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VOL. 130 | NO. 161 | Wednesday, August 19, 2015

Haslam Cites Mixed Signals on Gas Tax Hike For Roads


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Tennessee Gov. Bill Haslam two weeks ago kicked off his statewide tour in Memphis, pushing for a better method of funding state road projects.


Some in the audience of business and civic leaders at the Greater Memphis Chamber had talked with Haslam and Tennessee transportation commissioner John Schroer before about the state’s fuel tax and had urged state officials to raise the tax. And some wanted to talk about it again Aug. 5 as Haslam emphasized the state’s $6 billion backlog of transportation projects.

“We haven’t gone there yet,” Haslam said of a gas tax hike after it was brought up for the first time. “We didn’t want to start with x cents a gallon.”

When Democratic state Representative Larry Miller suggested a gas tax hike “just to catch up,” Haslam demurred again.

“I don’t know that we are prepared to answer,” he said. “What we’re doing now is not responsive.”

Two weeks later, Haslam says he’s heard a different message at his other stops across the state.

Haslam said Monday, Aug. 17, he sees widespread agreement about Tennessee’s need to spend more on transportation projects.

But there’s little consensus on what to do about it, added the Republican governor.

“Everybody talks about the needs they have, but then there’s a ‘I’m not really excited about a gas tax, what else can we do?’” Haslam said. “The reality is, there’s not a magic bullet out there.”

Haslam has said he wants to complete his 15-stop tour before deciding what sort of proposal to make to lawmakers when the Legislature convenes in January.

Tennessee is not alone in trying to find more money for road and transit programs. An Associated Press analysis has found that at least half of all states have passed transportation funding measures since 2013, including through higher fuel taxes, vehicle fees and bonds.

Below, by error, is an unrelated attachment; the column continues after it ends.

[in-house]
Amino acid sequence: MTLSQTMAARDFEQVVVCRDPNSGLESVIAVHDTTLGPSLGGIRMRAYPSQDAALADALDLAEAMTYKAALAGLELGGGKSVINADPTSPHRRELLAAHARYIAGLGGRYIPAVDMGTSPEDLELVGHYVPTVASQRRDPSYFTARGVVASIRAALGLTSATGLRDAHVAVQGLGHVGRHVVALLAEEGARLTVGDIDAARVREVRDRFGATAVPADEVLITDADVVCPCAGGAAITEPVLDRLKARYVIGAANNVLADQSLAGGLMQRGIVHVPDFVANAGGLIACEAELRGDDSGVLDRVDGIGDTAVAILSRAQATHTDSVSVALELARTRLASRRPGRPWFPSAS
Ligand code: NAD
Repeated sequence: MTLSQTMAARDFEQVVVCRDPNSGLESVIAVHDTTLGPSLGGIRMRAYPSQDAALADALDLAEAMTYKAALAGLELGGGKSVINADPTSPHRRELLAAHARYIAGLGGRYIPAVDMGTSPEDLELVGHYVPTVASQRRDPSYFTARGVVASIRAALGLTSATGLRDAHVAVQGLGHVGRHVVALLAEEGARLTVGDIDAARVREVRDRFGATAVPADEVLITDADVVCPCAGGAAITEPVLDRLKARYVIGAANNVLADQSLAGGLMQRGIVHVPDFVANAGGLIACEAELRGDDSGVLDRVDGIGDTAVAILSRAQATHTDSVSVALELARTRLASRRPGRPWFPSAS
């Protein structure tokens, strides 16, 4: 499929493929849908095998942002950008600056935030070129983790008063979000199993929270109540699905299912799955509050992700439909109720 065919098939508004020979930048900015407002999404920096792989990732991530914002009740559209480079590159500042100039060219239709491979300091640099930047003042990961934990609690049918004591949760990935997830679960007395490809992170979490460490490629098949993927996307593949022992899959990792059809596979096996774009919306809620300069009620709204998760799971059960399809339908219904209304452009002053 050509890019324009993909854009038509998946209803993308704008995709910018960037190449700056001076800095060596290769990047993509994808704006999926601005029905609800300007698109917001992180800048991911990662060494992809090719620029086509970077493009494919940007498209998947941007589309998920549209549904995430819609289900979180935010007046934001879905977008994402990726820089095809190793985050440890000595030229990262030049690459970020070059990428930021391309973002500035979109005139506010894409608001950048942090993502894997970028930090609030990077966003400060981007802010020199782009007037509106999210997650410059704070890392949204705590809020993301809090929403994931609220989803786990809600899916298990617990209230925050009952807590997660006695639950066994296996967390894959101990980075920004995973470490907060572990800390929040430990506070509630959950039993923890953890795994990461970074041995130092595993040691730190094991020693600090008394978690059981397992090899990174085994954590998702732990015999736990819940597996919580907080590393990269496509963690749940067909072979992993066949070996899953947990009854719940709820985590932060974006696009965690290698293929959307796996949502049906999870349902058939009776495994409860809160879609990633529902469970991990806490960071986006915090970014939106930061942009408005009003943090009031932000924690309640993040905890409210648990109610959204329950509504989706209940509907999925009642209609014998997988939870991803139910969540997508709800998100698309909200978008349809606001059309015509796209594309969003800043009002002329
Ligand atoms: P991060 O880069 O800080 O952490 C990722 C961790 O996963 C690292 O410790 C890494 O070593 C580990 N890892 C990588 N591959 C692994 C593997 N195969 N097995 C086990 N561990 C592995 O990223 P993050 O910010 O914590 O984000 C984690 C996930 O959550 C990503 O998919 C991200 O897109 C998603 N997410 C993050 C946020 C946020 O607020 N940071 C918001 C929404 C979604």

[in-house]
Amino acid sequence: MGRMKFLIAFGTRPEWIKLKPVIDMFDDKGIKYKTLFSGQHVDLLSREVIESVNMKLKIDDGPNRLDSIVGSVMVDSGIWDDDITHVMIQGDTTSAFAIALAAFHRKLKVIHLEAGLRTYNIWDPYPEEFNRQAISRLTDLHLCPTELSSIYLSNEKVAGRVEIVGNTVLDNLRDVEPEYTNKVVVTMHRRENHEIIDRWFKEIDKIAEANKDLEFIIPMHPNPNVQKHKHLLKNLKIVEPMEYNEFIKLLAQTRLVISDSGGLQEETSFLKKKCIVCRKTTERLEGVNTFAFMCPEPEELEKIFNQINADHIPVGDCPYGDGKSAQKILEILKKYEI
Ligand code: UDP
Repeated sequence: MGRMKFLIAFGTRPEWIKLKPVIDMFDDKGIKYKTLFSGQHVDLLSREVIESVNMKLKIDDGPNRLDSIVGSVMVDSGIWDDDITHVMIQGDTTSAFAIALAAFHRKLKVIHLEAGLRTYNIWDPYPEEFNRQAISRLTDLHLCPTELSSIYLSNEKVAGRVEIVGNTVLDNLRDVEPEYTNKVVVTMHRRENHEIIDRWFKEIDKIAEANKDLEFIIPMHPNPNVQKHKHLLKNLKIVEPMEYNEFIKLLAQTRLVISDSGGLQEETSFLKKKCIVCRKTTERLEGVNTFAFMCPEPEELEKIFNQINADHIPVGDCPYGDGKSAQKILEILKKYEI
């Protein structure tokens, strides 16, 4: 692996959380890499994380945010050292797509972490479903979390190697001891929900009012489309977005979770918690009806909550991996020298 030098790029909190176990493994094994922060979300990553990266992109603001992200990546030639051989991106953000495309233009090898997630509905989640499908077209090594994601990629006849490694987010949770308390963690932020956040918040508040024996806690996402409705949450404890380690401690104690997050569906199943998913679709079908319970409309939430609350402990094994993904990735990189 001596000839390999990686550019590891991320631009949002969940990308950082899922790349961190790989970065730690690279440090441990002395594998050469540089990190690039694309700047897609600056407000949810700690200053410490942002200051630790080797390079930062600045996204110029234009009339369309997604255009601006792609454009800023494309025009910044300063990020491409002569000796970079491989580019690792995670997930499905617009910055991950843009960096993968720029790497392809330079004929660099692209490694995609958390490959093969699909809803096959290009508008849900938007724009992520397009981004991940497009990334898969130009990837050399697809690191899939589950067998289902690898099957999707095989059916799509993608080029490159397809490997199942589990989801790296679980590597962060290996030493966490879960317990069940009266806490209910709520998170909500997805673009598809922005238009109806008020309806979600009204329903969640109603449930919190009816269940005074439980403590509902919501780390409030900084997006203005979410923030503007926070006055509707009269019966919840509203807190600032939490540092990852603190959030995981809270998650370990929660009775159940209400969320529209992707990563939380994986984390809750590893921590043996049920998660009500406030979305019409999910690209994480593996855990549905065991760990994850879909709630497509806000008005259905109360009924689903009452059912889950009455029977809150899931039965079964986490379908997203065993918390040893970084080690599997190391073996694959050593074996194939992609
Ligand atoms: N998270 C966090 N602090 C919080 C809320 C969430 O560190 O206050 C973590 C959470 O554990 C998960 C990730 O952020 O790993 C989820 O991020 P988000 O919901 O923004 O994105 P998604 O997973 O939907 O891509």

Officials in Tennessee pride themselves on a pay-as-you-go approach to road building and maintenance, meaning the state is unlikely to want to be taking on debt for future projects. That makes it unlikely that the state can significantly boost transportation without a tax increase – and that’s a subject that causes some fellow Republicans in the Legislature to recoil.

House Speaker Beth Harwell, R-Nashville, and Senate Majority Leader Mark Norris, R-Collierville, last week predicted that Haslam would not propose a gas tax hike next session. But Senate Speaker Ron Ramsey, R-Blountville, said that lawmakers need to keep an open mind about ways to meet funding needs.

Tennessee charges a 21.4-cent tax on each gallon of gasoline, and the levy brings in about $657 million per year. The tax was last increased in 1989, and the state’s haul is threatened by the improving fuel economy on the roads.

“Driving on roads is one thing where you can say compared with 30 years ago that you’re paying less,” Haslam said. “There’s not a lot of things you can say that about.”

Haslam said he often hears calls for the state to impose a fee on electric vehicles because they use state roads without paying taxes at the pump.

The governor said that some other states charge a $150 fee for electric vehicles, and that even if Tennessee charged $200 to the about 2,500 registered in the state it would only raise $500,000.

“My point would be that the issues are bigger than some of the ideas that have been floated,” he said.

Tennessee’s gas tax had been 7 cents on each gallon of gas since 1931 when state lawmakers voted to hike the tax to 9 cents in 1981. Two more increases were enacted in 1985 and 1986, before the most recent hike set the tax at its current rate of 21.4 cents.

Tennessee’s tax rate remains constant regardless of the price of gasoline, while other states like neighboring Kentucky index the tax to the sales price.

Haslam said one of the political challenges of enacting an increase in the gas tax is that it can take eight years for road projects to move from the planning stages to completion.

“You realize, well I’m not going to be cutting any ribbons – that’s eight years away,” Haslam said. “So you say, let someone else worry about it.

There’s a lot of voices that say let’s push this off,” he said. “But the need is not going to go away. We’re going to have to do something to address this.”

Copyright 2015 The Associated Press. All rights reserved. This material may not be published, broadcast, rewritten or redistributed.

Senior reporter Bill Dries contributed to this story.

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